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Guardians in the Shattered Glass
A Personal Story of Resilience and Survival
April 24, 2013 was a beautiful, clear day here in Northern California. I was driving to an early morning meeting (about organization design, naturally) on Highway 99 near Stockton. Highway 99 (AKA the “Highway to Hell”), is the most dangerous highway in the United States, but it’s the nearest highway near home and somewhat unavoidable.
Nearing one of the ubiquitous concrete barriers that mark 99’s never-ending construction projects, my left front bumper accidentally caught a corner of the barrier and flipped my 2006 Toyota Avalon upside-down, in which state I skidded 75 yards on the roof, sparks flying, glass breaking and airbags firing.
I remember as the car was overturning that I was grateful for the years I had already had on earth and strangely comfortable with the idea of having it all end there and then. When the car came to rest, I was upside down, suspended by my seat belt and looking at the crazy wreckage and shattered glass around me.
The first voice I heard was that of a young woman, who identified herself as a student nurse who had been driving directly behind me and witnessed the accident. She calmly told me that she was there to help, and I shouldn’t worry about anything. She was shortly joined by a local firefighter who had training in emergency rescue and jumped in to help. Together they were able to get me out of the seat belt and out the space where the passenger’s side window used to be. Of course, in a state of shock. I was able to stand, briefly, and they covered my head with a cloth to stop the bleeding. They sat me down on one of the concrete barriers that had almost ended it all for me and called for an ambulance, speaking comforting words the whole time, like guardian angels. Perhaps they were.
The ambulance arrived about the same time as a wonderful California Highway Patrol officer. Wish I could remember his name, but it’s hard to memorize names while in shock. While being loaded into the ambulance, I recall the CHP officer laughing as he looked at my car-- he couldn’t believe I survived the accident. There was no ticket because I hadn’t violated any vehicle codes. I was simply driving to an appointment on the most dangerous highway in America.
From the ambulance, I grabbed my cell phone out of my pocket and called daughter Shannon in Southern California. She’s a great communicator and soon notified the rest of my family as I wheeled off to the hospital for emergency treatment. Cuts, bruises, and a smashed left shoulder put me in surgery days later with some steel and titanium parts (sorry about that, TSA).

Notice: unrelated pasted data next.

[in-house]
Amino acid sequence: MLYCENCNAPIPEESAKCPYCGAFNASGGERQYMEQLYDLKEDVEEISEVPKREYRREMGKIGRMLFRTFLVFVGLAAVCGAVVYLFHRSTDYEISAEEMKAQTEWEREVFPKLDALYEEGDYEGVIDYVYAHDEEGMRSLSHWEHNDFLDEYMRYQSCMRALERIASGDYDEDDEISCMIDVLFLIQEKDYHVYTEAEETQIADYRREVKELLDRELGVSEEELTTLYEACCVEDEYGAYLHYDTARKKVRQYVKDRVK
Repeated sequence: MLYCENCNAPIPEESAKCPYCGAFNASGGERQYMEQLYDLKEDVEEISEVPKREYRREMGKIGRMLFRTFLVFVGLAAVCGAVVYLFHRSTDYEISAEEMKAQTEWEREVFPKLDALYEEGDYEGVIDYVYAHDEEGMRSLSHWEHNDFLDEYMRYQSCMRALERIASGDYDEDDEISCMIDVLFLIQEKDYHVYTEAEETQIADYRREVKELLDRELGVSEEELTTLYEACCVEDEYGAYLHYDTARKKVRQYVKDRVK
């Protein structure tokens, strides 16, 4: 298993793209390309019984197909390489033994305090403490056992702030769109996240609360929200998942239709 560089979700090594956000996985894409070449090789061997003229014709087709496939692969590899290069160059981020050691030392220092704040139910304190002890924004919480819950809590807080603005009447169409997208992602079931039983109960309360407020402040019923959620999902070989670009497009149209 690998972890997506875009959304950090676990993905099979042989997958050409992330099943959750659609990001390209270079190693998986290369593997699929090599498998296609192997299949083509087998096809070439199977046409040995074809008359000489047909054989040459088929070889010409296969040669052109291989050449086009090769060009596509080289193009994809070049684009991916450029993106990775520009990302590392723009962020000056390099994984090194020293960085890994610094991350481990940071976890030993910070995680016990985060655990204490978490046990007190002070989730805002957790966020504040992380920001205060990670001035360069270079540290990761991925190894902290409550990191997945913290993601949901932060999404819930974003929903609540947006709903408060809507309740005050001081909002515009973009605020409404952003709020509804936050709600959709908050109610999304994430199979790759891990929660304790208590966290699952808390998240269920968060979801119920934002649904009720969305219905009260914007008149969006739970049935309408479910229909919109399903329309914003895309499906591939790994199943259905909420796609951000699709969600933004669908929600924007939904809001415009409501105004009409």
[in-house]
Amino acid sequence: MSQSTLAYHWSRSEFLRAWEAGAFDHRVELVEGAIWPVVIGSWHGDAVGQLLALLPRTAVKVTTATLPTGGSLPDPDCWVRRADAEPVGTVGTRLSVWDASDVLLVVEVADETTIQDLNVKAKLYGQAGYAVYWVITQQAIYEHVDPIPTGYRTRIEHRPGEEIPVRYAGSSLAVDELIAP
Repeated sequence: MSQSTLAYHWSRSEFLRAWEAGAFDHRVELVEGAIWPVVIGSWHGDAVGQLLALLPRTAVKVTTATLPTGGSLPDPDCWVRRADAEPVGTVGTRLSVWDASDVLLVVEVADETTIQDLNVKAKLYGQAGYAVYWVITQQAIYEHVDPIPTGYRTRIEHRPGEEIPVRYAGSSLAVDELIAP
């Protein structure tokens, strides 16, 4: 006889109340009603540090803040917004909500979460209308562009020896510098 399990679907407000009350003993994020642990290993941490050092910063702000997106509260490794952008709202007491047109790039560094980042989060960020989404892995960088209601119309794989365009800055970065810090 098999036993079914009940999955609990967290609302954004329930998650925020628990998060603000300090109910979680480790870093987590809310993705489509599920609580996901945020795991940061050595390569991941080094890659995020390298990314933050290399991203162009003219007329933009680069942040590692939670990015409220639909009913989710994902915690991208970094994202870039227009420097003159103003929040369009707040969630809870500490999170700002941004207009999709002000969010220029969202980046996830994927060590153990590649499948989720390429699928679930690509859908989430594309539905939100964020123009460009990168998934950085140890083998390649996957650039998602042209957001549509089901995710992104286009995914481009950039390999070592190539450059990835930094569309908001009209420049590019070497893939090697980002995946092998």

When able to drive again, I went to the wrecking yard to recover some personal property out of the trunk of my totaled car. The wrecking yard told me they couldn’t enter the car because it was considered a biohazard (full of blood, mine), so they would bring the car to me! A large forklift brought the car across the yard and dropped it in front of me with a loud bang. I hadn’t been emotional about the accident until that moment—it was frightening to see how much blood was in the car. I got my stuff out of the truck and left quickly.
In any event, the last ten years have been the greatest gift I can imagine. Enjoying my family, writing books and articles, seeing the whole world, working with some of the smartest people I’ve ever met (you know who you are), connecting and reconnecting with friends, living life to the fullest.
Picking up and reading a book by sheer happenstance titled Supersurvivors: The Surprising Link Between Suffering and Success by Daniel Feldman and Lee Daniel Kravetz helped me understand the psychology of the event and its aftermath. It turns out that people who experience “near misses” often report an amazing buoyancy in confidence and growth. Sometimes, survivors do more than bounce back. Sometimes they bounce forward, beyond simple resilience- and thrive and grow in ways never previously imagined. Case in point: Hitler thought that unleashing the blitz against London would cause the British people to cower in fear and surrender. It turned out to have the exact opposite effect. While some people did tragically die in the blitz, it actually steeled the British people to vow to never surrender and to crush the Third Reich (in France, on the seas and oceans, on the beaches, fields, streets, etc.).
Grateful for every moment of every day.